Tuesday, November 17, 2015

Stuff 2.0

Many years ago I wrote a blog post on the pain of having and losing the "stuff" of my family - the physical, tangible reminders of them. I wrote about how hard it was to have had all of my family's belongings lost in a fire, to have a lifetime of memories drowned in soot. I wrote about my envy of others who cope with their loss by smelling an old sweater, or wearing a mother's old dress, or sitting in a loved one's room.

I wrote that post because I had lost one of a pair of earrings that my mother had made for me. At the time, it was absolutely devastating. It was maybe a year, no more than two since she had died, and even the most insignificant things could still hurt me profoundly.

I remember a few years back when I lived in London, I recognised that the physical reminders of my lost family no longer mattered as much. On a night out in town, I lost the iPod that my mother had had engraved for me. I was hurt, yes, very much so - but I was also excited, because it was outdated and I relished the excuse to put behind me a relic and move on. It was an expensive, personalised gift from my mother, and my getting past that loss was, for me, a major turning point in how I viewed my remaining relationship with them.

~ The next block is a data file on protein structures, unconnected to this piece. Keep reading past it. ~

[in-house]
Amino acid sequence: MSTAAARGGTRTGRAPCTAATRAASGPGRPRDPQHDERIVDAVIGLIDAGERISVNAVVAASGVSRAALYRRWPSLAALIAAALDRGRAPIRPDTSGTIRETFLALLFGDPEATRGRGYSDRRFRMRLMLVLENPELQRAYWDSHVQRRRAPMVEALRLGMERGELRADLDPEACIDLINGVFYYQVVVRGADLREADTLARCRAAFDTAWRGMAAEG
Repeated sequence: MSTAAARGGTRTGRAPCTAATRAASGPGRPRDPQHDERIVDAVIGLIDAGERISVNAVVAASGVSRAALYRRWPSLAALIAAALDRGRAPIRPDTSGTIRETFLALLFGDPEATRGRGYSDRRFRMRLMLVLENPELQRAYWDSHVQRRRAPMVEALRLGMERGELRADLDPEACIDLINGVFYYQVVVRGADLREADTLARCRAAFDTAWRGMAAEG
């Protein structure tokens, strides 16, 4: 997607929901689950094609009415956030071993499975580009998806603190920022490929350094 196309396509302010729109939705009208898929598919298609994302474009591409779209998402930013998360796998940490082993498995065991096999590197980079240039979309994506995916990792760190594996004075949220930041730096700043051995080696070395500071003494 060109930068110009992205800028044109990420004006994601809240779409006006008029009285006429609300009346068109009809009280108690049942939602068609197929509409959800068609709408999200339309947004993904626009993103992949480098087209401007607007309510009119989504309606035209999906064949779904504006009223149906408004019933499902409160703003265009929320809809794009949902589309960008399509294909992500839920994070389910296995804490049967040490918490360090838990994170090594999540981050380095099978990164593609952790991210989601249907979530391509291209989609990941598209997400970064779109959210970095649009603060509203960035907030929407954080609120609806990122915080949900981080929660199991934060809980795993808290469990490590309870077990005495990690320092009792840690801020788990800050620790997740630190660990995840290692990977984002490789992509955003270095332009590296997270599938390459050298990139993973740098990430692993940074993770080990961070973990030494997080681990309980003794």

I am now immune to "the stuff," I thought.

Fast forward to today.

"Your coat caught fire."
"What, what do you mean?"

(And so it goes.)

As they say, you don't know love until you've lost it.

The last time I properly went shopping with my mother (her favourite pastime) was to buy me a coat. I knew exactly what I wanted going in: a double-breasted, black-and-white houndstooth coat, with a belt. My mother told me again and again that I would not find exactly what I was looking for. I was adamant. And - we found it. Not only did it fit exactly my requirements, but it had an incredible red and gold Chinese-inspired lining, which for the next 8 years I would receive compliments on.